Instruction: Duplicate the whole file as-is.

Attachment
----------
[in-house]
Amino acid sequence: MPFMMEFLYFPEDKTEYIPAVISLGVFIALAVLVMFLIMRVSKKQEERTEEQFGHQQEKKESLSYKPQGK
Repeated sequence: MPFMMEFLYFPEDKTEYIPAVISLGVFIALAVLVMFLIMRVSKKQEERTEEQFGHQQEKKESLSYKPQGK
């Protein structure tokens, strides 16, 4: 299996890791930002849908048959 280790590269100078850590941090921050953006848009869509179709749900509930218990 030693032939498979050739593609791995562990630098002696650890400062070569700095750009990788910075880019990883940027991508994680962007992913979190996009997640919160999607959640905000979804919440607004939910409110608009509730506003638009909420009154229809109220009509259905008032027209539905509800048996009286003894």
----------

[in-house]
Amino acid sequence: MPFMMEFLYFPEDKTEYIPAVISLGVFIALAVLVMFLIMRVSKKQEERTEEQFGHQQEKKESLSYKPQGK
Repeated sequence: MPFMMEFLYFPEDKTEYIPAVISLGVFIALAVLVMFLIMRVSKKQEERTEEQFGHQQEKKESLSYKPQGK
């Protein structure tokens, strides 16, 4: 299996890791930002849908048959 280790590269100078850590941090921050953006848009869509179709749900509930218990 030693032939498979050739593609791995562990630098002696650890400062070569700095750009990788910075880019990883940027991508994680962007992913979190996009997640919160999607959640905000979804919440607004939910409110608009509730506003638009909420009154229809109220009509259905008032027209539905509800048996009286003894």